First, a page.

Administrative Record 43 (citation omitted).
Plaintiff contends that “[t]here is absolutely no indication that the ALJ did consider the Listing equivalence question, either in the [above] quoted paragraph, which simply recites the elements of the Listing, or elsewhere in the decision.” Objections 2. As such, Plaintiff argues that the ALJ’s failure to more fully explain his decision “renders this forum unable to determine whether his decision was actually supported by substantial evidence.” Id. at 3. The Court is unconvinced. Plaintiff bears both the burden of production and the burden of proof that she is disabled under the Act. See Pass v. Chater, 65 F.3d 1200, 1203 (4th Cir. 1995). But, in the instant matter, Plaintiff has failed to satisfy either requirement.
The Court need not linger here long. First, the ALJ’s failure to give more explanation for his decision that Plaintiff’s impairment alone did not equal the severity of Listing 11.03 is not reversible error where, as here, it is clear from the record that his having written more would have had no effect on the outcome of the case. See Benskin v. Bowen, 830 F.2d 878, 883 (8th Cir. 1987) (“An arguable deficiency in opinion-writing technique is not a sufficient reason for setting aside an administrative finding where . . . the deficiency probably had no practical effect on the outcome of the case.”) And second, “the burden of showing that an error is harmful normally falls upon the party attacking the agency’s determination.” Shinseki v. Sanders, 556 U.S. 396, 409 (2009). But, Plaintiff has failed to meet that burden.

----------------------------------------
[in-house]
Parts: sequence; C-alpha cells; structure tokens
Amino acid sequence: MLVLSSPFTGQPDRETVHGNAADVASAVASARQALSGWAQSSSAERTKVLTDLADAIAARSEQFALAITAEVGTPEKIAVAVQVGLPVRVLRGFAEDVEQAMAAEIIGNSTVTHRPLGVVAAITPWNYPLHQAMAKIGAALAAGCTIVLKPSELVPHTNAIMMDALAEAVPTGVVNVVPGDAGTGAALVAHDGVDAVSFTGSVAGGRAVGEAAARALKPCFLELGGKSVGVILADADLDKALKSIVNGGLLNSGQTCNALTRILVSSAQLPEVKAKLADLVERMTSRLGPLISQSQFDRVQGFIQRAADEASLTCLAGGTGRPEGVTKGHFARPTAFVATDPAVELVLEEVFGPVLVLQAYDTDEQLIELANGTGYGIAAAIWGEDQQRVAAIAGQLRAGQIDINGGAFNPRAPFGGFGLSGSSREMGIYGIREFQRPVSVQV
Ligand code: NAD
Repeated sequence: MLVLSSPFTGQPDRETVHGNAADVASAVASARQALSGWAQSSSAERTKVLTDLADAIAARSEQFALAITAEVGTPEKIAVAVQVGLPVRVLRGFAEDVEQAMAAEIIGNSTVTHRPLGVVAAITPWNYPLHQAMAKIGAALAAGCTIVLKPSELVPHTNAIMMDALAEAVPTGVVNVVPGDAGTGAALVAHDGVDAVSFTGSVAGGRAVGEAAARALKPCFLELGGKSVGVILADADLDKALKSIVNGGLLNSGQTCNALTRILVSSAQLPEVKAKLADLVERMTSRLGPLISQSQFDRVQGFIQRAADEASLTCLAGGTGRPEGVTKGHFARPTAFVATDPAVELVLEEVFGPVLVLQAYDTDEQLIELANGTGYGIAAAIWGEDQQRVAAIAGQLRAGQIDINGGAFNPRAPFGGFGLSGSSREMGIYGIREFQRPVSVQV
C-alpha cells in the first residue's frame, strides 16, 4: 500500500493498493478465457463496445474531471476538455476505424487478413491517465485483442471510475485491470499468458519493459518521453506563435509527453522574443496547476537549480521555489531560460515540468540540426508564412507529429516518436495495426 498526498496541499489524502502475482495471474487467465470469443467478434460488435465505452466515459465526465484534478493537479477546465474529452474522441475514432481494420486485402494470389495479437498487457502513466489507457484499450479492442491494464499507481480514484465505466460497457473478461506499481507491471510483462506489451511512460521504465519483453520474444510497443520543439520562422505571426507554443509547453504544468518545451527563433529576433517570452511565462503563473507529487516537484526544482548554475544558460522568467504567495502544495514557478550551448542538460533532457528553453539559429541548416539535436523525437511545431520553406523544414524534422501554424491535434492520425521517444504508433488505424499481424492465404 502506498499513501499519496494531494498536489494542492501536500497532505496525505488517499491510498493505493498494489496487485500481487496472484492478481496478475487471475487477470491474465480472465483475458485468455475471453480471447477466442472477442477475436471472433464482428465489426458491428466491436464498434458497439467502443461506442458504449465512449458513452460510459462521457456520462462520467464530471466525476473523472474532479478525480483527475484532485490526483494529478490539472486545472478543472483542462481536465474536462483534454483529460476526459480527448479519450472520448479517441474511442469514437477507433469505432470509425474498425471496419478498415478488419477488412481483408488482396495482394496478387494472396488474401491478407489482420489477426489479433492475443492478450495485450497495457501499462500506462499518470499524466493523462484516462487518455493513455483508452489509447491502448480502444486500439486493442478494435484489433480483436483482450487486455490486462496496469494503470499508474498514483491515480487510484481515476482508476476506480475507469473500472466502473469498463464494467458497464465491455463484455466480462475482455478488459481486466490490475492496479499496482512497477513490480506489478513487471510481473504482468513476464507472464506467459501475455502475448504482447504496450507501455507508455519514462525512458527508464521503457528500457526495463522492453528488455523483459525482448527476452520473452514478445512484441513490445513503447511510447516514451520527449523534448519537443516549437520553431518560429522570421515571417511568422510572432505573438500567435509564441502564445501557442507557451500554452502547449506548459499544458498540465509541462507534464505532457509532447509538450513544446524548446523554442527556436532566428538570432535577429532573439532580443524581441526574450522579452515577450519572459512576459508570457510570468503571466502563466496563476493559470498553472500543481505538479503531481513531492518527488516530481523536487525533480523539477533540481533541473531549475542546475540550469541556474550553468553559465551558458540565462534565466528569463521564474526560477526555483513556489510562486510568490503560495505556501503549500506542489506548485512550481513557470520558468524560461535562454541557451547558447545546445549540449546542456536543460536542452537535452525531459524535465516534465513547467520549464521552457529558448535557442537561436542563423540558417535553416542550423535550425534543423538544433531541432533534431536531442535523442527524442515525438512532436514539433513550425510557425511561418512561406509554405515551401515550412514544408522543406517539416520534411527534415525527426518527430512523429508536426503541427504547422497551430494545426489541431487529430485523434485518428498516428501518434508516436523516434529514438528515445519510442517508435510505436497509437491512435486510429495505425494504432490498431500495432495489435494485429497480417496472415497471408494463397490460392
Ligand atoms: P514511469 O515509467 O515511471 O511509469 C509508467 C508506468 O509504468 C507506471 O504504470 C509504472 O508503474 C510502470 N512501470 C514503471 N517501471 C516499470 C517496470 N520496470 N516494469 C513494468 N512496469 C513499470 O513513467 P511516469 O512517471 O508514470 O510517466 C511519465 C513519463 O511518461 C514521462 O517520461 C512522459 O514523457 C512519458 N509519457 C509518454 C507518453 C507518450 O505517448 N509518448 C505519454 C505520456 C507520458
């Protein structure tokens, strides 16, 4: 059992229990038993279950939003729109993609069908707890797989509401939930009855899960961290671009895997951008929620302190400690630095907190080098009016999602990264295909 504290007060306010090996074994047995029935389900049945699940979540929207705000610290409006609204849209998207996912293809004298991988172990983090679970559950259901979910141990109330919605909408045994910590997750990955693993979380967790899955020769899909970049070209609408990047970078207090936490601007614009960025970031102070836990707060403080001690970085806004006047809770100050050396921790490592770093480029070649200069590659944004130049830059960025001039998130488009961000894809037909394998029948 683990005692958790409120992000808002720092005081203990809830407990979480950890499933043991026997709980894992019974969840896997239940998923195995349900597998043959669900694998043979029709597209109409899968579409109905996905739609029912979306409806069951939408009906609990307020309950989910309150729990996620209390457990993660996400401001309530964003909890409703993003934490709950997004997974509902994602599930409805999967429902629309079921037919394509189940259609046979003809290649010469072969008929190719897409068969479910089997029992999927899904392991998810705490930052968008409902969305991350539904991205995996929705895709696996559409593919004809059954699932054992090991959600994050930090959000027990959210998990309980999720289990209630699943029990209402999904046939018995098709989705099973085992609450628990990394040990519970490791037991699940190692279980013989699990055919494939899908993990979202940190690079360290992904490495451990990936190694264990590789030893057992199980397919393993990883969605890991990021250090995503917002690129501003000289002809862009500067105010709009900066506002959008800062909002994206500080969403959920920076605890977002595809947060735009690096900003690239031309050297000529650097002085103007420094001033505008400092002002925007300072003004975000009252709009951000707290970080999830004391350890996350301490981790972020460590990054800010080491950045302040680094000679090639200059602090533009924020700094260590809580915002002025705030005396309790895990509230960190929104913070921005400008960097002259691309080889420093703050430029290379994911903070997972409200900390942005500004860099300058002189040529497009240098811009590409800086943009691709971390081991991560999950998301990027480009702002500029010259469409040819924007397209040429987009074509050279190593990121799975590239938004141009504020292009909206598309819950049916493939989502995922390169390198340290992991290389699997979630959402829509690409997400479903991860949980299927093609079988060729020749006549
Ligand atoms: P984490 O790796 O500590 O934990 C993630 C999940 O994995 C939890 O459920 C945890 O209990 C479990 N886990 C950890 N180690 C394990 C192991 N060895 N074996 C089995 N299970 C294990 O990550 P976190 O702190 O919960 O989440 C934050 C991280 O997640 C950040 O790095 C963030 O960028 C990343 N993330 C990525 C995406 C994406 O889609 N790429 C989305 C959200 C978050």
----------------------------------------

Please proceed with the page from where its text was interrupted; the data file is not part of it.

It would seem to be axiomatic that excessive sleepiness during the day, which require periodic naps, is not equal in severity “to alteration of awareness or loss of consciousness and transient postictal manifestations of unconventional behavior or significant interference with activity during the day.” 20 C.F.R. Pt. 404, Subpt. P., App. 1 at § 11.03. There is certainly nothing in the record to suggest otherwise. As detailed in both the ALJ’s opinion and the Report, the extent of Plaintiff’s daily activities strongly suggest that her impairment(s) do not significantly interfere with her daily activities. In fact, “the pattern of [Plaintiff’s] daily activit[ies] suggests that [s]he was not disabled from working.” Gross v. Heckler, 785 F.2d 1163, 1166 (4th Cir. 1986).
In regards to Plaintiff’s argument that “the ALJ failed to address the Step Three question of whether her impairments . . . in combination[ ] equaled the severity of a Listing, ” Objection 1, the Court disagrees. As to this issue, the ALJ stated as follows: